Renal Tubular Acidosis

Below you will find more information about Renal Tubular Acidosis from Medigest. If you believe that you are suffering from any of the symptoms of Renal Tubular Acidosis it is important that you obtain an accurate diagnosis from a medical professional to ensure that you obtain the correct medication or treatment for your condition. There are medical conditions that carry similar symptoms associated with Renal Tubular Acidosis and therefore the information provided by Medigest is offered as a guideline only and should never be used in preference to seeking professional medical advice. The information relating to Renal Tubular Acidosis comes from a third party source and Medigest will not be held liable for any inaccuracies relating to the information shown.


Renal tubular acidosis (RTA) is characterized by the accumulation of acid in the body as a consequence of the failure of the kidney to adequately acidify urine. The term renal tubular acidosis is attributed mostly to defective urinary acidification in otherwise well-functioning kidneys. There are different forms of renal tubular acidosis, each of which has different causes and symptoms.


Treatment depends on the type of renal tubular acidosis present. Patients affected with Types 1 and 2 RTA are usually advised to drink a solution of sodium bicarbonate (commonly known as baking soda) daily to neutralize the acid produced from food. This form of therapy alleviates symptoms and prevents further kidney failure and bone disease. Potassium supplements and other solutions to target RTA are also prescribed. For type 4 RTA patients, the acidosis is often so mild that bicarbonates are not necessary. Elevated levels of potassium in blood can usually be controlled by restricting potassium intake, avoiding dehydration, and substituting or adjusting the dosages of certain drugs.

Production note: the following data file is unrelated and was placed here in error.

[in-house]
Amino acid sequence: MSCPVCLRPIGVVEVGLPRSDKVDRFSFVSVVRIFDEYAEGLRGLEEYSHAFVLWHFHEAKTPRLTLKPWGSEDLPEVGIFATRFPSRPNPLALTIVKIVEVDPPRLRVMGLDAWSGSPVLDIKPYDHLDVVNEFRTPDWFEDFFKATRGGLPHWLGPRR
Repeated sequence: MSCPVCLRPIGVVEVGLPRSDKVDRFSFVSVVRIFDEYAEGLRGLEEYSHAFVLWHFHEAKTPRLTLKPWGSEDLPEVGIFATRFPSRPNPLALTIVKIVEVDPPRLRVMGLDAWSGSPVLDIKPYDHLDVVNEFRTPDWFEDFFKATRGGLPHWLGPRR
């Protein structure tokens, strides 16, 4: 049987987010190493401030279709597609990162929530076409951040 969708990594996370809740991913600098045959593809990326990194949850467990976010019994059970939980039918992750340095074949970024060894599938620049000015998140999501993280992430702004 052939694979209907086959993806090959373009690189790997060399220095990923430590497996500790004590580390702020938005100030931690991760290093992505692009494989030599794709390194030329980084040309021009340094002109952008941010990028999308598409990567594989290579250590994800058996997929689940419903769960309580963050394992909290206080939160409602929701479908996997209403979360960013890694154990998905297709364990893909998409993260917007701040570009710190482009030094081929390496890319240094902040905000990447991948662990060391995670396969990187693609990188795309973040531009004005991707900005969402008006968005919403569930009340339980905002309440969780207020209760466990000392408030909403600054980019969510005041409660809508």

Symptoms and Signs

The first type of renal tubular acidosis, Distal RTA (dRTA), is the most common form. Symptoms of Type I RTA include normal anion gap metabolic acidosis, urinary stone formation, mild to severe hypokalemia, bone demineralisation (resulting in rickets in children and osteomalacia in adults), and nephrocalcinosis (or deposition of calcium in the substance of the kidney). The second most common type of RTA, proximal RTA (pRTA), is associated with a more generalized malfunction of the proximal tubular cells, but may also occur as a solitary defect. The common feature of pRTA is bone demineralization as a consequence of phosphate wasting. Type 3 RTA is a rare mix of dRTA and pRTA, and pertains to a genetic defect which results in osteopetrosis, distal renal tubular acidosis, proximal renal tubular acidosis, cerebral calcification and subsequent mental impairment. Meanwhile, Type 4 RTA is not actually a tubular disorder at all and does not have a clinical syndrome consistent with other types of renal tubular acidosis. It is, however, associated with a mild metabolic acidosis resulting from a physiological reduction in distal tubular ammonium excretion (secondary to hypoaldosteronism). The most common symptom of Type 4 RTA is hyperkalemia. The metabolic acidosis that results from renal tubular acidosis may be caused either by failure to recover sufficient alkaline (or bicarbonate ions) from the filtrate (blood filtered by the kidneys) in the early portion of the nephron (proximal tubule) or by insufficient secretion of acid (hydrogen ions) into the latter portions of the nephron (distal tubule). Each form of renal tubular acidosis has its own distinct set of potential causes.

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